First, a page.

I got stood up at lunch yesterday and while I sat there, checking my phone to pass the time, two guys next to me were having a clarity crisis conversation. Trying to figure out what was wrong with their boss. “Is he stupid? Does he not care? Is he full of $&*T?” They bounced back and forth between talking about how this place is better than all their previous jobs, and trying to understand the severance policy of the company and how many weeks of pay they might be entitled to. You might say this is just the reality of business these days but I don’t think it is overstating things to call it a crisis. A clarity crisis that is eroding away at the company’s bottom line and the emotional health of its people.
Clarity doesn’t mean you know the future. Clarity doesn’t automatically put an end to bad leadership or selfish employees. Clarity does better your chances of creating a unified and prioritized team that spends their time thinking about how to make the company better rather than their exit strategy.
Three keys to defining and building clarity
Clarity is the antidote to feeling lost or stuck. Here are three important ways to ensure clarity within your organization.
1. Clarity is a shared reason for being. The most philosophical of the bunch for sure, but it’s a reality you can’t avoid. People are only motivated for so long by activities, you need to dig deeper into why your company exists. How is it uniting people together towards a common goal? More and more people want to make a difference, a difference that resonates with who they are. What an amazing opportunity to help our teams make these connections to the why of what we’re about.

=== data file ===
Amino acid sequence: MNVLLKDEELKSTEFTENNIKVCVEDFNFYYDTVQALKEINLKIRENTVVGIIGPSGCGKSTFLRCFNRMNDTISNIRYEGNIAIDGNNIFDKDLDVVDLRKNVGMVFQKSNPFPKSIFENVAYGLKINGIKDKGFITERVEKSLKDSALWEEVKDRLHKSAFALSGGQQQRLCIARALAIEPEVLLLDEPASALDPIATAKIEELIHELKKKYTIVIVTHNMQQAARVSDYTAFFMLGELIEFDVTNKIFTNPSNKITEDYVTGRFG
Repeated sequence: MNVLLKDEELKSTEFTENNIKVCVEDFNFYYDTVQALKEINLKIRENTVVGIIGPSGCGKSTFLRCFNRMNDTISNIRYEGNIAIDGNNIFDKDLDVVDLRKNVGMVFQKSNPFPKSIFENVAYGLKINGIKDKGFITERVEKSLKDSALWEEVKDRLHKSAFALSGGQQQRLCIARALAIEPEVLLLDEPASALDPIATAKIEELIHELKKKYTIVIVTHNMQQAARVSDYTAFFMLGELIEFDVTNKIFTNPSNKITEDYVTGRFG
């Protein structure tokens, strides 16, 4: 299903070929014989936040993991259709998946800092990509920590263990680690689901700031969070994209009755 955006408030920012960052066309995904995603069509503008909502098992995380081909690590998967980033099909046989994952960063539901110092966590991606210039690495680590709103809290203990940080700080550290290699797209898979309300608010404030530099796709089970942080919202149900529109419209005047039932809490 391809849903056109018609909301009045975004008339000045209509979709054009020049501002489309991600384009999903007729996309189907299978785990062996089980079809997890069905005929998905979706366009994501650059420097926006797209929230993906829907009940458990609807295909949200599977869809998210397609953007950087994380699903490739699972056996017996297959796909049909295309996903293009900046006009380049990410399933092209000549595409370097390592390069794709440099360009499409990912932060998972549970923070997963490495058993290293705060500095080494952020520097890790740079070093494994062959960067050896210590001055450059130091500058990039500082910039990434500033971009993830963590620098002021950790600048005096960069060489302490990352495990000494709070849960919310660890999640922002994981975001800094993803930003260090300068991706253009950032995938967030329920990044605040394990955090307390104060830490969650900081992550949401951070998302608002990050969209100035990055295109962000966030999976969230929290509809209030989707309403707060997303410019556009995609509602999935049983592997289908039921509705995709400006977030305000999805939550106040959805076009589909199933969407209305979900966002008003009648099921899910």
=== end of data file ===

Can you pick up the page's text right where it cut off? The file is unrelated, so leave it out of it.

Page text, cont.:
2. Clarity is a shared vision for the future. We all know that every vision we have does not come true, but without a vision we can’t lead anything. When you don’t know where you’re headed, you loose perspective, you loose passion, you loose the joy and satisfaction of a job well done. Your work becomes rote and disconnected from the future you envision. Work with your team to explore, understand and build a shared vision of the future together. As you do, you’ll find the buy-in and commitment begin to increase.
3. Clarity is a shared strategy for execution. When the rubber meets the road, every person on your team will have the tendency to interpret the best path forward through their own lens. A great vision is one thing but a lack of clarity develops most quickly in the execution. There are always different methods to attack an opportunity but it is hard for the same team to deploy different methods. Investing in this will take your company to that next level as everyone operates from the same playbook.
None of this is easy work but it’s worth it. How can you drive more clarity within your organization today?